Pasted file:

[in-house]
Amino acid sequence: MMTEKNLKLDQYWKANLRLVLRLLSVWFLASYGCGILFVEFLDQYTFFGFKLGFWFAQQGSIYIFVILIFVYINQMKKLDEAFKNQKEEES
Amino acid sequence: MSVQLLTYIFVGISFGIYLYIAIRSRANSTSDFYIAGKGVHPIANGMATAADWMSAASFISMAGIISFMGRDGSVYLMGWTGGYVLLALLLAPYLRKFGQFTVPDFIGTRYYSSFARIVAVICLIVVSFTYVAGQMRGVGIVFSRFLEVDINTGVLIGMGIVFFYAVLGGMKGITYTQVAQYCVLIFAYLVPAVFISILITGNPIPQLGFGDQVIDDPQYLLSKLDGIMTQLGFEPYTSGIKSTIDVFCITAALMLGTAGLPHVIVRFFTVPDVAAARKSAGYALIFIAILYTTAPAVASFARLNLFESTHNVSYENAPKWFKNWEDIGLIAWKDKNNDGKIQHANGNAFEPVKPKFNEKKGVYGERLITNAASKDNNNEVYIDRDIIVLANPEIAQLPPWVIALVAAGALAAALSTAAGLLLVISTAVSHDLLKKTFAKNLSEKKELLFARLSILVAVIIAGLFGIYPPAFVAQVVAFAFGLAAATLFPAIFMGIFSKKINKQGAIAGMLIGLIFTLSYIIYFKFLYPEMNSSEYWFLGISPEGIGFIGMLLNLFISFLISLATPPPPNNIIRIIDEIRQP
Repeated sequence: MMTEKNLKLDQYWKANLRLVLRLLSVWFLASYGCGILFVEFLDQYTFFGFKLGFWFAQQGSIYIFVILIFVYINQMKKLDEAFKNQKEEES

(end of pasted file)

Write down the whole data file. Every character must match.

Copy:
[in-house]
Amino acid sequence: MMTEKNLKLDQYWKANLRLVLRLLSVWFLASYGCGILFVEFLDQYTFFGFKLGFWFAQQGSIYIFVILIFVYINQMKKLDEAFKNQKEEES
Amino acid sequence: MSVQLLTYIFVGISFGIYLYIAIRSRANSTSDFYIAGKGVHPIANGMATAADWMSAASFISMAGIISFMGRDGSVYLMGWTGGYVLLALLLAPYLRKFGQFTVPDFIGTRYYSSFARIVAVICLIVVSFTYVAGQMRGVGIVFSRFLEVDINTGVLIGMGIVFFYAVLGGMKGITYTQVAQYCVLIFAYLVPAVFISILITGNPIPQLGFGDQVIDDPQYLLSKLDGIMTQLGFEPYTSGIKSTIDVFCITAALMLGTAGLPHVIVRFFTVPDVAAARKSAGYALIFIAILYTTAPAVASFARLNLFESTHNVSYENAPKWFKNWEDIGLIAWKDKNNDGKIQHANGNAFEPVKPKFNEKKGVYGERLITNAASKDNNNEVYIDRDIIVLANPEIAQLPPWVIALVAAGALAAALSTAAGLLLVISTAVSHDLLKKTFAKNLSEKKELLFARLSILVAVIIAGLFGIYPPAFVAQVVAFAFGLAAATLFPAIFMGIFSKKINKQGAIAGMLIGLIFTLSYIIYFKFLYPEMNSSEYWFLGISPEGIGFIGMLLNLFISFLISLATPPPPNNIIRIIDEIRQP
Repeated sequence: MMTEKNLKLDQYWKANLRLVLRLLSVWFLASYGCGILFVEFLDQYTFFGFKLGFWFAQQGSIYIFVILIFVYINQMKKLDEAFKNQKEEES